One of the greatest honors in parenting is the chance to teach kids about life -- how to properly function in society; how to treat others with compassion and respect; how to take care of the planet where we live. Earth Day's a great time to talk to kids about recycling, energy conservation and other ways they can contribute. Tory, Aden and I happened to have an empty calendar on Earth Day this year, so I planned a few educational activities for the three of us to do together.
First, I assembled a garden sensory tub including potting soil, rubber bugs, gardening tools and plastic fruits and vegetables from the kids' existing play kitchen. Tory was beside herself with excitement as she pretended to plant seeds and harvest crops of vegetables from the "garden." She's very interested in how plants grow these days, and loved the chance to get her hands into the soil. We had a nice conversation about the life cycle of plants and what types of foods we could expect to see growing in soil. Aden ate a few chunks of dirt (yes, of course he did!) and decided playing ball nearby was more exciting. Oh, well. Can't blame a mom for trying ...
Normally this activity would've been perfect outdoors, but our Minnesota weather wasn't permitting this week. I can't wait to involve Tory in planting flowers in the yard later this spring, but in the meantime this indoor sensory bin worked wonders in exposing her to gardening and opening the door to conversation about planting fruits and vegetables.
The kids and I also made noise makers using plastic bottles from the recycle bin. I pulled together items I already had in the cupboards such as brown rice, dry pasta noodles, M&Ms and jelly beans, and encouraged Tory and Aden to fill the plastic bottles. This turned out to be a little messier than I'd anticipated (maybe rice wasn't such a good idea ... ) but both Tory and Aden loved filling the bottles and shaking them afterwards.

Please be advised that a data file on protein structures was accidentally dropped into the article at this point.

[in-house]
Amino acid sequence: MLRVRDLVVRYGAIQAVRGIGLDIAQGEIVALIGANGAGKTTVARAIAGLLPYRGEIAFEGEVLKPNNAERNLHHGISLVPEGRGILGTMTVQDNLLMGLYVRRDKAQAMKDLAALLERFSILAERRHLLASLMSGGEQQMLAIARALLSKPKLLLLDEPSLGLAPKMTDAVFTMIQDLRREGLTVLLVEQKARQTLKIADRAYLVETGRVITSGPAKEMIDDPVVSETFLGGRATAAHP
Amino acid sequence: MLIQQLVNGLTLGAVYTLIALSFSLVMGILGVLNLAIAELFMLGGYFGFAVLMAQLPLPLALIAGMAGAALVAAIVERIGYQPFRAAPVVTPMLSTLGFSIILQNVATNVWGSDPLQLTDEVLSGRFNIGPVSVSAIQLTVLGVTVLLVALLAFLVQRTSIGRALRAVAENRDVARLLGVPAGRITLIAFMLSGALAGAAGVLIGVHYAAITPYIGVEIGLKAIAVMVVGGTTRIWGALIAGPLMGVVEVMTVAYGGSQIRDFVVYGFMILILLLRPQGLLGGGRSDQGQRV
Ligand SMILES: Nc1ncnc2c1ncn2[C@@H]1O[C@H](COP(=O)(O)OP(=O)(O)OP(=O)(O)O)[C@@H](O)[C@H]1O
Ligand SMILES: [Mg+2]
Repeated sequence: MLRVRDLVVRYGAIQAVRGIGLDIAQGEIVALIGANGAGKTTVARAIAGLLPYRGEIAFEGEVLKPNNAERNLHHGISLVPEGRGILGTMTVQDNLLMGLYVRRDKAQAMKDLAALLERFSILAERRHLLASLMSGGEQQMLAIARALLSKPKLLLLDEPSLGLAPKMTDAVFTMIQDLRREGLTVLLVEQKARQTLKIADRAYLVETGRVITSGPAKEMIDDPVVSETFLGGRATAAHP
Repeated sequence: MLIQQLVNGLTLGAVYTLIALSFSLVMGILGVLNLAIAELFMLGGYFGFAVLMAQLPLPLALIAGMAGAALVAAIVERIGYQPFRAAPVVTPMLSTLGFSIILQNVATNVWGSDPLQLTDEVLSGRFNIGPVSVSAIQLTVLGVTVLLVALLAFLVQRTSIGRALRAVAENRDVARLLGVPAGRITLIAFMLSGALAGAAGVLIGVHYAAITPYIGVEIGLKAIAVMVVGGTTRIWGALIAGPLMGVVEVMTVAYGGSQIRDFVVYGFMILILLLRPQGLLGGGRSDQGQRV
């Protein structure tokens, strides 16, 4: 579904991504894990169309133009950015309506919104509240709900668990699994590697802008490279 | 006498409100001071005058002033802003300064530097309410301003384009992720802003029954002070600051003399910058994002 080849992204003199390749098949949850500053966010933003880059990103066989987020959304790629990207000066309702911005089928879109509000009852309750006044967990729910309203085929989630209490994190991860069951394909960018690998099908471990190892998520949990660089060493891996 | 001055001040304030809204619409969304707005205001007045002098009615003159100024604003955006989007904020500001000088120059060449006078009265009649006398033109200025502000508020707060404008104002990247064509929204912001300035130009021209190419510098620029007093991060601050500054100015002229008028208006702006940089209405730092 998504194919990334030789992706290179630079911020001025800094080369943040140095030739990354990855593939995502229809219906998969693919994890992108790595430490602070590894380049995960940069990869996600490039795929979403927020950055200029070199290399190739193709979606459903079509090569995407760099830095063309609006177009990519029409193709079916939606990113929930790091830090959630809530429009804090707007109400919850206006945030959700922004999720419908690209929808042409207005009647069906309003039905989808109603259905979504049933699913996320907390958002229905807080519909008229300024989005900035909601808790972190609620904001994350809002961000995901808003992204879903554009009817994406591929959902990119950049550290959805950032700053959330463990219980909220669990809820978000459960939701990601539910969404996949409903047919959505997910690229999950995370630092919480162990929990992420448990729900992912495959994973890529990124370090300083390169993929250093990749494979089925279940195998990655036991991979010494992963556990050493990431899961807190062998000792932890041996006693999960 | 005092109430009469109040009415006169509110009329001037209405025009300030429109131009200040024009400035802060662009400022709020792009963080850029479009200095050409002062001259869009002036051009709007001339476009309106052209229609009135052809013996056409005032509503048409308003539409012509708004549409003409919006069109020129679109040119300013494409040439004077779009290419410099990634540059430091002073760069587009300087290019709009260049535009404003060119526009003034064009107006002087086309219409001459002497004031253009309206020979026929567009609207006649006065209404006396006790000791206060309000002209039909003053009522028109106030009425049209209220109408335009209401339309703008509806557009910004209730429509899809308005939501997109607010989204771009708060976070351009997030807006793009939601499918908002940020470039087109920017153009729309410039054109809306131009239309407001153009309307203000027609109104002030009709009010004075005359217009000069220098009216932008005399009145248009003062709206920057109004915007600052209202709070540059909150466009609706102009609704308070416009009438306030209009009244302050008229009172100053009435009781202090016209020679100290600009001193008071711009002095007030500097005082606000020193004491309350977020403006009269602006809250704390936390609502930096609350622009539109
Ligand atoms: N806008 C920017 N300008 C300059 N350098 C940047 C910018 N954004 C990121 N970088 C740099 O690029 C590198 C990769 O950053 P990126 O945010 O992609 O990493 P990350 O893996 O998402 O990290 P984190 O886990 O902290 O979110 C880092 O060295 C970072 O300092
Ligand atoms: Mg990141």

During Aden's nap, Tory and I also made wind chimes using old tin cans. I knew my artistic little girl would love this activity as she begs to break out the paints most afternoons. We used washable paints with Q-tips and cotton balls to decorate the cans, then I had Andi drill a hole in the top of each one. I threaded a piece of twine through each hole and hung the cans on a hook outside our kitchen window. Recycled cans have never looked so adorable! I'm going to love looking at this masterpiece every day while I'm washing dishes.
While most of the Earth Day messaging was lost on Aden, I know Tory took away some meaningful pieces of information about recycling and conservation. She was also really impressed with my level of fun activities and said, "Whoa, Mom, you have lots of good ideas!" Some days, I win at parenting. Chalk one up for the home team.